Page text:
. . . took the wheels off for some reason, went out, vibration at speed. Took them off again, rotated them one hole and more carefully tightened the bolts, gone
- Are the hub centering rings present and a good fit on your wheels? They are an important part of centering the wheel on a hub. You probably know all this, but here’s how I maximize the centering of a wheel:
- lift the vehicle so the tire is off the ground.
- ensure the mating surfaces of the hub and the wheel are clean, flat and true, then place the wheel on the hub.
- install the first wheel bolt hand-tight, then back it off 1/4 turn.
- install all other wheel bolts the same way.
- hand-tighten each bolt in an even pattern so that the back face of the wheel just
touches the hub. So far, all bolt tightening has been accomplished by turning an extension on the socket by hand . . . no other tools.
- tighten the wheel bolts to about 2/3 of final torque in an even pattern (for 4 bolt, it would be 1,3,2,4).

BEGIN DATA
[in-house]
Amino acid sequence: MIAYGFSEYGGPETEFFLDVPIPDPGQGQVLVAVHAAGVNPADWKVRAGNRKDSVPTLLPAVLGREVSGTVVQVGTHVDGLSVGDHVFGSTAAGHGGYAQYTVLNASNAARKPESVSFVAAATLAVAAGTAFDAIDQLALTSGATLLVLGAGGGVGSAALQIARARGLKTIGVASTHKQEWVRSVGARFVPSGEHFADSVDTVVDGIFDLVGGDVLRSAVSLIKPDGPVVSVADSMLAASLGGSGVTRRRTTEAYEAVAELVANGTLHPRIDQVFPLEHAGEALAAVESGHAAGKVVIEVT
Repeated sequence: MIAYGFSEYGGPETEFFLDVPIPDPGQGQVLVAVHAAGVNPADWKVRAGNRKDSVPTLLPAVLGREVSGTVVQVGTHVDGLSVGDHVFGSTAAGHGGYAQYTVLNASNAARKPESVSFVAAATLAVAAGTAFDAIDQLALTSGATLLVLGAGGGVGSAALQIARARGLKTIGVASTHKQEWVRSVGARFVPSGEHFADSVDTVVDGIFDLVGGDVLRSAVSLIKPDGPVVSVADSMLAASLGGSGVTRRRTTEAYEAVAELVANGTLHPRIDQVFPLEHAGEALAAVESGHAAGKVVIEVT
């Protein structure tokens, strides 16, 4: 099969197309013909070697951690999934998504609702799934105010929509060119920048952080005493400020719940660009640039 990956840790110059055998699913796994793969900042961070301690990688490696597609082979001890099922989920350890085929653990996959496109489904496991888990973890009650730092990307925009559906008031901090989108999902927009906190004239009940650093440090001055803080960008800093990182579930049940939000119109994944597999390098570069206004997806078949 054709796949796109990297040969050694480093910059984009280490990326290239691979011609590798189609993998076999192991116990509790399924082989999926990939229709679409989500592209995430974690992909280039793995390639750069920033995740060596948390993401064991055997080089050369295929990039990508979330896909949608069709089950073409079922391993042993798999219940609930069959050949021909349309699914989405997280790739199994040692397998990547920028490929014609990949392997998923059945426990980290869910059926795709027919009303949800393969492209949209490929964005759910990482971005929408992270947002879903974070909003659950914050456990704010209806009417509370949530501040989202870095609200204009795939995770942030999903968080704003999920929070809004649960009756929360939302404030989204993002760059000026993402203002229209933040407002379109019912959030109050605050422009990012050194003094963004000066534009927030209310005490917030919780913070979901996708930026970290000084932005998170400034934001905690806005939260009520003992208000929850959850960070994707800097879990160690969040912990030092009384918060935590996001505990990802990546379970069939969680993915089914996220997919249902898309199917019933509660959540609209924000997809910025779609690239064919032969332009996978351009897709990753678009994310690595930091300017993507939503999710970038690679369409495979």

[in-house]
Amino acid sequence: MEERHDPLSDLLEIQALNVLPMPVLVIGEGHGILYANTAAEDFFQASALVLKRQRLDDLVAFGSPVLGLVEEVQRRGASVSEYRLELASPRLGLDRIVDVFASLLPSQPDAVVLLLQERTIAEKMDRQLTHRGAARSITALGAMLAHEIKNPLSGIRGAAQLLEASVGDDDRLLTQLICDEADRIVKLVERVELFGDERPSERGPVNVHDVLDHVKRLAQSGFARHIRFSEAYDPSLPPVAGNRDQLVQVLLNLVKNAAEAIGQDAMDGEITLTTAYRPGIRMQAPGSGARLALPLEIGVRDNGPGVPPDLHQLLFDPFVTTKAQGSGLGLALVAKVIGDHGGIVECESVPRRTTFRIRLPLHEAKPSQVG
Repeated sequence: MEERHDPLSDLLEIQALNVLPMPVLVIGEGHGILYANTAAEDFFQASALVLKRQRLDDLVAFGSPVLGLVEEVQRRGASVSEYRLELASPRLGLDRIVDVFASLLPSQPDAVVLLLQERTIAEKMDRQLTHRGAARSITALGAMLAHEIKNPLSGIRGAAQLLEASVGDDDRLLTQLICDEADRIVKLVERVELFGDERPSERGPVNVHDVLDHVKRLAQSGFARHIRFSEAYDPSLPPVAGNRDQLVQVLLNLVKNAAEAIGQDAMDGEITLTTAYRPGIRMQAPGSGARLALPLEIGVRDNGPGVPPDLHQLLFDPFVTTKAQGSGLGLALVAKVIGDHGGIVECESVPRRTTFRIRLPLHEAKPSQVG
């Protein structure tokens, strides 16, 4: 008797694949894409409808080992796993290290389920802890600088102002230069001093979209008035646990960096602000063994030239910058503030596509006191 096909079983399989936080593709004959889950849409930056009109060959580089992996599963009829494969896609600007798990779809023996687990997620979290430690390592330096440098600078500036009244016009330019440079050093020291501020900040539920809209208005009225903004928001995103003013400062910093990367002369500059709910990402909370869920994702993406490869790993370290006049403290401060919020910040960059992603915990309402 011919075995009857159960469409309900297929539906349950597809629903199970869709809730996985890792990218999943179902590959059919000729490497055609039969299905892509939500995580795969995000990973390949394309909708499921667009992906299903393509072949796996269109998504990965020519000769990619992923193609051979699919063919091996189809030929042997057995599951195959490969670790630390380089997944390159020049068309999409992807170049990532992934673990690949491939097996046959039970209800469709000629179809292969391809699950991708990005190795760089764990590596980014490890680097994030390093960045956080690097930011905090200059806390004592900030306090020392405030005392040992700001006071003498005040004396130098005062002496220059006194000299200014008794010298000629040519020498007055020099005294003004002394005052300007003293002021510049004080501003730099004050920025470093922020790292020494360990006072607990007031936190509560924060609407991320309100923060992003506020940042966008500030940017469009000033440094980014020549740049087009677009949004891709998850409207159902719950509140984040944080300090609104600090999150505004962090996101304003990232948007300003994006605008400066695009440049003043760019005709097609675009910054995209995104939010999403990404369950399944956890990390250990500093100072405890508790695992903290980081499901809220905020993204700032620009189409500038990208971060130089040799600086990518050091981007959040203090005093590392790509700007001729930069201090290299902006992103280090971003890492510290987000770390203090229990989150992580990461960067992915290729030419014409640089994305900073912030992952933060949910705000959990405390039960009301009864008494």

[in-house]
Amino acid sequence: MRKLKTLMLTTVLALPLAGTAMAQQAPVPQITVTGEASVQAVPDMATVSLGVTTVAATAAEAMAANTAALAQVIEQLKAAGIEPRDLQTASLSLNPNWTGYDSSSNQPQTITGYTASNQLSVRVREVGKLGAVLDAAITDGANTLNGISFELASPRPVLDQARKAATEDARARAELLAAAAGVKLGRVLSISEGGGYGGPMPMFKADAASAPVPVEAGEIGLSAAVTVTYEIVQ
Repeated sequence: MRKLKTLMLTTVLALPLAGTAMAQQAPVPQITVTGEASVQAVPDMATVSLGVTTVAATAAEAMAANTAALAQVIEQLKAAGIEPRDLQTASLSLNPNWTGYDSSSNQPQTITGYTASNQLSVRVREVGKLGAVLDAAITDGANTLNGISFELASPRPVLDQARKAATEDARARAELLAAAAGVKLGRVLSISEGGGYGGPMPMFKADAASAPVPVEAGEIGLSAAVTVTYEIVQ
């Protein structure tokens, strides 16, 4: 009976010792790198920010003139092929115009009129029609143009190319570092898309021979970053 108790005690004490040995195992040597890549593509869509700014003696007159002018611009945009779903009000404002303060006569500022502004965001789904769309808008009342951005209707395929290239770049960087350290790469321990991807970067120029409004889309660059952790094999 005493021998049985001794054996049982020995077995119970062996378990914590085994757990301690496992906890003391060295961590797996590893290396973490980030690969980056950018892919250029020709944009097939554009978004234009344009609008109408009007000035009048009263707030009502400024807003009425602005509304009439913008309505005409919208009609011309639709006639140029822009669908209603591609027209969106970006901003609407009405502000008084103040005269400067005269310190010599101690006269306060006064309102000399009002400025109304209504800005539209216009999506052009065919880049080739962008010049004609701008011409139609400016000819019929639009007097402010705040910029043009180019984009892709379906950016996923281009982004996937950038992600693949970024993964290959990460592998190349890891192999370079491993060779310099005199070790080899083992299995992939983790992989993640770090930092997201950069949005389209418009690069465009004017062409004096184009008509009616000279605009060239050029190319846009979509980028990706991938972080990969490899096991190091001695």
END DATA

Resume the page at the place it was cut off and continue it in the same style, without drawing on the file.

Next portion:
- bring each wheel bolt to final torque in one sweep of the wrench. Use an even pattern of course. Leave the car in gear to lock the driven wheels and block undriven wheels with a wedge to lock them. If you can’t block the wheels, lower the car until the tire just touches the ground enough to prevent rotation during the final torque application.
A large contingent think that Hunter Road Force balancing is the gold standard. Here’s a Tire Review article about Road Force
. What catches my eye is that Road Force could be adjusted to apply a far greater load on the front tires than the car ever does. This could induce a dynamic imbalance - corrected by tire position or weight - that never happens on your car. So I’d ask what preload they’re using on the tire: it should only be about 400 pounds or so.
I’ve had several vehicles with tire imbalance that was not corrected with multiple attempts with dynamic balancers, including a Road Force balancer. What solved the problem for me was using my home-made bubble balancer. I’ve balanced all kinds of assemblies, including helicopter blades and props that spin up to 35,000 RPM. Experience does help - this might be a last resort if you can find someone still doing this old-school method.
You didn’t mention wheel bearings in your investigation . . . are they in good shape?